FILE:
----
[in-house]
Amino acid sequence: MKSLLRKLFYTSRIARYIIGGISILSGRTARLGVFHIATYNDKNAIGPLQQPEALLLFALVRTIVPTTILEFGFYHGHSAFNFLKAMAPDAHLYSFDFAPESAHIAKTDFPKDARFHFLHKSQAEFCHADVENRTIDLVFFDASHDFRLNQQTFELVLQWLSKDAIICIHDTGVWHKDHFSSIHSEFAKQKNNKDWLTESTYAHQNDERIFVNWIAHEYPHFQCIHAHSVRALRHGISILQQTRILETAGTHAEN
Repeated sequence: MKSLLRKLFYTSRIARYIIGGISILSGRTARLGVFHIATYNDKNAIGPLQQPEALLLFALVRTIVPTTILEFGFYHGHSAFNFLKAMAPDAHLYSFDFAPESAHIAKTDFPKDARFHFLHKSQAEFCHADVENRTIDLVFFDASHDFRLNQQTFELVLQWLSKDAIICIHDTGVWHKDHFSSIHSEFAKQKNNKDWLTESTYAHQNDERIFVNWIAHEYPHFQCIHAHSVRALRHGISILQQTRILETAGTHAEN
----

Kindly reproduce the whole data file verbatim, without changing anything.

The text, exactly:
[in-house]
Amino acid sequence: MKSLLRKLFYTSRIARYIIGGISILSGRTARLGVFHIATYNDKNAIGPLQQPEALLLFALVRTIVPTTILEFGFYHGHSAFNFLKAMAPDAHLYSFDFAPESAHIAKTDFPKDARFHFLHKSQAEFCHADVENRTIDLVFFDASHDFRLNQQTFELVLQWLSKDAIICIHDTGVWHKDHFSSIHSEFAKQKNNKDWLTESTYAHQNDERIFVNWIAHEYPHFQCIHAHSVRALRHGISILQQTRILETAGTHAEN
Repeated sequence: MKSLLRKLFYTSRIARYIIGGISILSGRTARLGVFHIATYNDKNAIGPLQQPEALLLFALVRTIVPTTILEFGFYHGHSAFNFLKAMAPDAHLYSFDFAPESAHIAKTDFPKDARFHFLHKSQAEFCHADVENRTIDLVFFDASHDFRLNQQTFELVLQWLSKDAIICIHDTGVWHKDHFSSIHSEFAKQKNNKDWLTESTYAHQNDERIFVNWIAHEYPHFQCIHAHSVRALRHGISILQQTRILETAGTHAEN